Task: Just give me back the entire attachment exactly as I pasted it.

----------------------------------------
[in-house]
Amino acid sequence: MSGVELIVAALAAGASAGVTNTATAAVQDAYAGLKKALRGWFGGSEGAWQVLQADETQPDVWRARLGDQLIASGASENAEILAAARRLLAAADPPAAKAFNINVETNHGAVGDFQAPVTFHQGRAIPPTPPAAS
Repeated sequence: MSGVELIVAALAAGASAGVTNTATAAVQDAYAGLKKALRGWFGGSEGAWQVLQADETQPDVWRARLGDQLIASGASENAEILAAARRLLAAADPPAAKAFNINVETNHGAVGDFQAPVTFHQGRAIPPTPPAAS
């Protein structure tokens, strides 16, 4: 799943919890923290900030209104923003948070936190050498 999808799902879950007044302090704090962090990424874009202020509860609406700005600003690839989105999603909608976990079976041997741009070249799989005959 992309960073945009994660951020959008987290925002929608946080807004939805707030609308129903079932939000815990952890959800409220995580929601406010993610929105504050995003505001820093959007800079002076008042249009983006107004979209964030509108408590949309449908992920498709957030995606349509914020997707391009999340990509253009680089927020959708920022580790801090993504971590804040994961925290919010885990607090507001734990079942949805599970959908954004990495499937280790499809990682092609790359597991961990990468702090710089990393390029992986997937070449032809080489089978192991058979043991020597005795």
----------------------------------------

[in-house]
Amino acid sequence: MSGVELIVAALAAGASAGVTNTATAAVQDAYAGLKKALRGWFGGSEGAWQVLQADETQPDVWRARLGDQLIASGASENAEILAAARRLLAAADPPAAKAFNINVETNHGAVGDFQAPVTFHQGRAIPPTPPAAS
Repeated sequence: MSGVELIVAALAAGASAGVTNTATAAVQDAYAGLKKALRGWFGGSEGAWQVLQADETQPDVWRARLGDQLIASGASENAEILAAARRLLAAADPPAAKAFNINVETNHGAVGDFQAPVTFHQGRAIPPTPPAAS
């Protein structure tokens, strides 16, 4: 799943919890923290900030209104923003948070936190050498 999808799902879950007044302090704090962090990424874009202020509860609406700005600003690839989105999603909608976990079976041997741009070249799989005959 992309960073945009994660951020959008987290925002929608946080807004939805707030609308129903079932939000815990952890959800409220995580929601406010993610929105504050995003505001820093959007800079002076008042249009983006107004979209964030509108408590949309449908992920498709957030995606349509914020997707391009999340990509253009680089927020959708920022580790801090993504971590804040994961925290919010885990607090507001734990079942949805599970959908954004990495499937280790499809990682092609790359597991961990990468702090710089990393390029992986997937070449032809080489089978192991058979043991020597005795």